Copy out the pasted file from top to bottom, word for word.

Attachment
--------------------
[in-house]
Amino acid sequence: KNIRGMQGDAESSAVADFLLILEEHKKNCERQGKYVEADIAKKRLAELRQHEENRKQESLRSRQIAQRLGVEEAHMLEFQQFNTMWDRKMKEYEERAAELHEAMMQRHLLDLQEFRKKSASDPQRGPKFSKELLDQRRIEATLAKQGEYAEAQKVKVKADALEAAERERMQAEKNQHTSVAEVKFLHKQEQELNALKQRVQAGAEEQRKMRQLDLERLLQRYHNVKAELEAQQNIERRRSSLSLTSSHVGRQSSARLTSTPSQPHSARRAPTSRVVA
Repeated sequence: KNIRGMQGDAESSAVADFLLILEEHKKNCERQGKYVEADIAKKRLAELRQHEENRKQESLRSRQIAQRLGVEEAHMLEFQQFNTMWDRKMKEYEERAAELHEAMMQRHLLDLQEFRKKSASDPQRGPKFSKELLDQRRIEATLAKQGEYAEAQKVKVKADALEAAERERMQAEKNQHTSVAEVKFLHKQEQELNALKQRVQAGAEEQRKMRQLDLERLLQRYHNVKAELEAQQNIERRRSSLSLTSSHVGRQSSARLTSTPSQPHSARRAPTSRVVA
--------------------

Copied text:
[in-house]
Amino acid sequence: KNIRGMQGDAESSAVADFLLILEEHKKNCERQGKYVEADIAKKRLAELRQHEENRKQESLRSRQIAQRLGVEEAHMLEFQQFNTMWDRKMKEYEERAAELHEAMMQRHLLDLQEFRKKSASDPQRGPKFSKELLDQRRIEATLAKQGEYAEAQKVKVKADALEAAERERMQAEKNQHTSVAEVKFLHKQEQELNALKQRVQAGAEEQRKMRQLDLERLLQRYHNVKAELEAQQNIERRRSSLSLTSSHVGRQSSARLTSTPSQPHSARRAPTSRVVA
Repeated sequence: KNIRGMQGDAESSAVADFLLILEEHKKNCERQGKYVEADIAKKRLAELRQHEENRKQESLRSRQIAQRLGVEEAHMLEFQQFNTMWDRKMKEYEERAAELHEAMMQRHLLDLQEFRKKSASDPQRGPKFSKELLDQRRIEATLAKQGEYAEAQKVKVKADALEAAERERMQAEKNQHTSVAEVKFLHKQEQELNALKQRVQAGAEEQRKMRQLDLERLLQRYHNVKAELEAQQNIERRRSSLSLTSSHVGRQSSARLTSTPSQPHSARRAPTSRVVA